Anna In The Tropics, by Nilo Cruz
This play won the 2003 Pulitzer Prize for Drama, and it was a well-deserved win. I have to admit that a great deal of my fondness for this play comes from my intimate knowledge of its context. This is a play set in the waning glory days of the cigar industry in Ybor City, part of Tampa, Florida . Being very familiar with those factories and the threat of mechanist cigar rolling to the well-being the people familiar with the highly paid work of hand rolling. Not only is the context a dangerous one, but so too the novel takes advantage of the quirkiness of the fact that the time this is set in was a time when people were hired to read books aloud to the workers. I would think that being paid to read sounds like something that would almost be a dream job, and in this particular play the knowledge of the temporal context, the placing of the themes and plot of Anna Karenina to Central Florida, and the authors grasp of the play are all quite worthwhile and worthy of appreciation from those who are able to relate to all of these complicated layers.
Anna In The Tropics is set in a particularly combustible context and the author does a good job of showing it. We are seeing a small part of the Cuban-American society of Tampa during the time close to the Great Depression. There is a great deal of ominous change threatening the well-being of cigar workers and a strong sense of personal dissatisfaction, and a widespread involvement in gambling when into this mixture arrives one Juan Julian to serve as a lector. His job is to read books to the cigar workers, and he chooses Anna Karenina as his book to read. His reading of this book prompts some to engage in romantic affairs and turns the frustrations and longings of the community into concrete action. While Juan Julian himself enjoys the sensuality his broadmindedness earns him with the local women, the ominous presence of Chechè shows that there is discord in this community. One gets a sense of mounting drama and the inevitability of tragedy as the play moves towards its conclusion like a Greek tragedy. Overall, there is something deeply satisfying and truly excellent about this play, and it is one certainly well worth seeing and one that makes the reader curious to know the author’s other works better.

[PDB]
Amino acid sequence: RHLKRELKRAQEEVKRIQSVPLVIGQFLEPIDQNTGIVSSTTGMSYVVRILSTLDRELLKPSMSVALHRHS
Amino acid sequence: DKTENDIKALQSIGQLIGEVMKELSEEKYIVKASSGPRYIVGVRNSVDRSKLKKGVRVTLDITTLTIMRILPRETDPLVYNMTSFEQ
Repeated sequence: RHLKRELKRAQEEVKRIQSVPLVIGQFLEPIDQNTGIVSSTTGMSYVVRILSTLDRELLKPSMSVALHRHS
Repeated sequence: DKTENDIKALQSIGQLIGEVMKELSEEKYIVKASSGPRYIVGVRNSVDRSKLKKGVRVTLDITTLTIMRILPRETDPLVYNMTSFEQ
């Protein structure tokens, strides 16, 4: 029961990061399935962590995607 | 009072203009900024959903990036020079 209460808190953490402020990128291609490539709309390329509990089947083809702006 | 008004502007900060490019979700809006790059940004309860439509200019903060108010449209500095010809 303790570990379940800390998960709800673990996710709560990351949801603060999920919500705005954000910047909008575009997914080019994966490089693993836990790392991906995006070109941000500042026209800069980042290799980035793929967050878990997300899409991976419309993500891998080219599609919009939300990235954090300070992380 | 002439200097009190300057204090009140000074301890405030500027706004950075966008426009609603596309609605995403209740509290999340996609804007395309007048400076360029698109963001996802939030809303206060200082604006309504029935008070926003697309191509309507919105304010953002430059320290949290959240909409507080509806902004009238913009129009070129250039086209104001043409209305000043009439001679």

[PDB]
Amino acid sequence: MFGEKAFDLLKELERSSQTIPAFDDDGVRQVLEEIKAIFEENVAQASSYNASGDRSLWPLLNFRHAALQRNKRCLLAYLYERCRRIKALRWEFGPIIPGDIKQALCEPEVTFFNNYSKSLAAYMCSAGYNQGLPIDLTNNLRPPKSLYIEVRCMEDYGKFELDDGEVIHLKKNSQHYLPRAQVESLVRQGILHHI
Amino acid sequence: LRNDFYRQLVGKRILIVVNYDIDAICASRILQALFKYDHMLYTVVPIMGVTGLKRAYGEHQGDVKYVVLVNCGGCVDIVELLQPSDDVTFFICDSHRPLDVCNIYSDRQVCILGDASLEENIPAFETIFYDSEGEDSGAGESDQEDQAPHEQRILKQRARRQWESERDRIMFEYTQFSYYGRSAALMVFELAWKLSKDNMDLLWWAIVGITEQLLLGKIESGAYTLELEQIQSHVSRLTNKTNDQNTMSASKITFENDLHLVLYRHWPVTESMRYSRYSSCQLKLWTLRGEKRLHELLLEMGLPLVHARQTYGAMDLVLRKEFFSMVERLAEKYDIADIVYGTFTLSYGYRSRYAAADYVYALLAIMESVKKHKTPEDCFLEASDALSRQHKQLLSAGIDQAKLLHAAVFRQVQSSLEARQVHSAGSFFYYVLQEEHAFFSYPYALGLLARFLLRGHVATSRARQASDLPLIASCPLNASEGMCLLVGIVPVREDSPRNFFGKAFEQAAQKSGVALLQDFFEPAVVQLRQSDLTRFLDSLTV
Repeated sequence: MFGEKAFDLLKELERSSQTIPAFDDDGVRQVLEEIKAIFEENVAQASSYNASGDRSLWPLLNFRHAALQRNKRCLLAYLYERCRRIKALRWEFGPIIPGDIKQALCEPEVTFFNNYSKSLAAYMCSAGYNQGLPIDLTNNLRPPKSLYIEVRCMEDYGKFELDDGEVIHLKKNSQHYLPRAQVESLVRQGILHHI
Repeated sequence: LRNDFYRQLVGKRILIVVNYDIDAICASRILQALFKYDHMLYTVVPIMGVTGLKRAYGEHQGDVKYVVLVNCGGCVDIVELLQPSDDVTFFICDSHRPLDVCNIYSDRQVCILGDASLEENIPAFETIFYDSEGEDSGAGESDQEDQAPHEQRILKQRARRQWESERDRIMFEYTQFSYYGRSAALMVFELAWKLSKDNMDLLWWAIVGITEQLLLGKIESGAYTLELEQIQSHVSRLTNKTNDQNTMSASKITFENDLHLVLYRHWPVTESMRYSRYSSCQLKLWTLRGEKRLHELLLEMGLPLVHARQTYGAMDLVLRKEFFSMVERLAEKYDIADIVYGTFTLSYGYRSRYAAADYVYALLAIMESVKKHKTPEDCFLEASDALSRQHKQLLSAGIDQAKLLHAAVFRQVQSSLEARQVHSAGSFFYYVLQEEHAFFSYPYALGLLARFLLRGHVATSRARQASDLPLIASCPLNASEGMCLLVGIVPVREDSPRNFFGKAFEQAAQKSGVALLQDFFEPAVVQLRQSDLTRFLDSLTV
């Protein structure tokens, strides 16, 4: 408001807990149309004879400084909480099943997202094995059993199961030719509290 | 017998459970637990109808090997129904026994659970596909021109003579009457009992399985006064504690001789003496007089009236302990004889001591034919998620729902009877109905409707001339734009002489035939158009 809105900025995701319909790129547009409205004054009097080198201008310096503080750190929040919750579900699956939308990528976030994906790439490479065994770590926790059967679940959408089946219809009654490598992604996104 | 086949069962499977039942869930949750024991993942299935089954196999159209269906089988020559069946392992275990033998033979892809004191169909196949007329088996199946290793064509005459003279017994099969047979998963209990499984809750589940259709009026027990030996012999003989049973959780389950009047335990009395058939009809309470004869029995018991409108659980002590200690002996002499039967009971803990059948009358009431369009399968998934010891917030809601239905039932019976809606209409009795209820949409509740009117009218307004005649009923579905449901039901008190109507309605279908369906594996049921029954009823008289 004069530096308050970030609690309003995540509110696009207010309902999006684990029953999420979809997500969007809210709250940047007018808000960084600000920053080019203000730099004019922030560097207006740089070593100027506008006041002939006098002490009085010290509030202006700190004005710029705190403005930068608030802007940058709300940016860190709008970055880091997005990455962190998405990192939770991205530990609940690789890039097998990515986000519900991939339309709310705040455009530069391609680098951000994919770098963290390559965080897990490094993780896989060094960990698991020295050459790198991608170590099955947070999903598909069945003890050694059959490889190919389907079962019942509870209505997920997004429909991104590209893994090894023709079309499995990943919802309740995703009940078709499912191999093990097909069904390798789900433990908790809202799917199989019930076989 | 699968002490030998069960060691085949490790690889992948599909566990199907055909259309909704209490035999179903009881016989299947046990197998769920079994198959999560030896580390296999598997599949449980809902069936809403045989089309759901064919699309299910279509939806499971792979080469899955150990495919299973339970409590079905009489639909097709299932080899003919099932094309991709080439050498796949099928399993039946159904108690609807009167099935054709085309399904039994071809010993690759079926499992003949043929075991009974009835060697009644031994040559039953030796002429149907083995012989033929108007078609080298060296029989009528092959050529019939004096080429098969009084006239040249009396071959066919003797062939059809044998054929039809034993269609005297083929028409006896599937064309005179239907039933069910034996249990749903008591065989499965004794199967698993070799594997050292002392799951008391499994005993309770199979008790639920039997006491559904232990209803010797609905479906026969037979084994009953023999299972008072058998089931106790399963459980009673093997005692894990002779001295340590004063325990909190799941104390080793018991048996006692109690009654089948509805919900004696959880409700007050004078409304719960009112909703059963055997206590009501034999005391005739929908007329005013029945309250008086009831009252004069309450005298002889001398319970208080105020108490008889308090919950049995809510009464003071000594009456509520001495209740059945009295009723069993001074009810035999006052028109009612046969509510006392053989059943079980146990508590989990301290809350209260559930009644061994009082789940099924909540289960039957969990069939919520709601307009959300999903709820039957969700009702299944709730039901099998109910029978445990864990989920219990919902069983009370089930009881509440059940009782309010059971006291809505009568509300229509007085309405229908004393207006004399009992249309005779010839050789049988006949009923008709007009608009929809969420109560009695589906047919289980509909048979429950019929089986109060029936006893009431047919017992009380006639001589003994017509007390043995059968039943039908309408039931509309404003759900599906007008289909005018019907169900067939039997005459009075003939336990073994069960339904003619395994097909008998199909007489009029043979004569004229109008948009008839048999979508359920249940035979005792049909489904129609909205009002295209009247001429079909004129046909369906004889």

There are a great deal of insights that this book brings out. For one, Chechè represents several different types of evil. These include a hostility to literature, a tendency to seek to dominate or destroy others through violence, be it rape or murder, and even the use of false arguments about a blind adoption of technology that would benefit the ordinary laborers even as it turns them from skilled laborers into low-paid and exploited ones. In addition to exploring the serpents in the garden, the play also points out that the role of great literature in our lives is often a tragic one, in that it reminds us of our discontents and encourages in us longings that often lead to our destruction. Some people can be moved by jealousy to become better people, but some people simply kill and destroy to obtain what they do not possess and that others are unwilling to give them. Tampa is certainly a good place to explore the book’s thoughts of transience, frustrated longings, and the resolution of conflict and tension by violence, and this play is one that readers will greatly appreciate. When one moves Anna to the tropics, the results are still tragic no matter the context.
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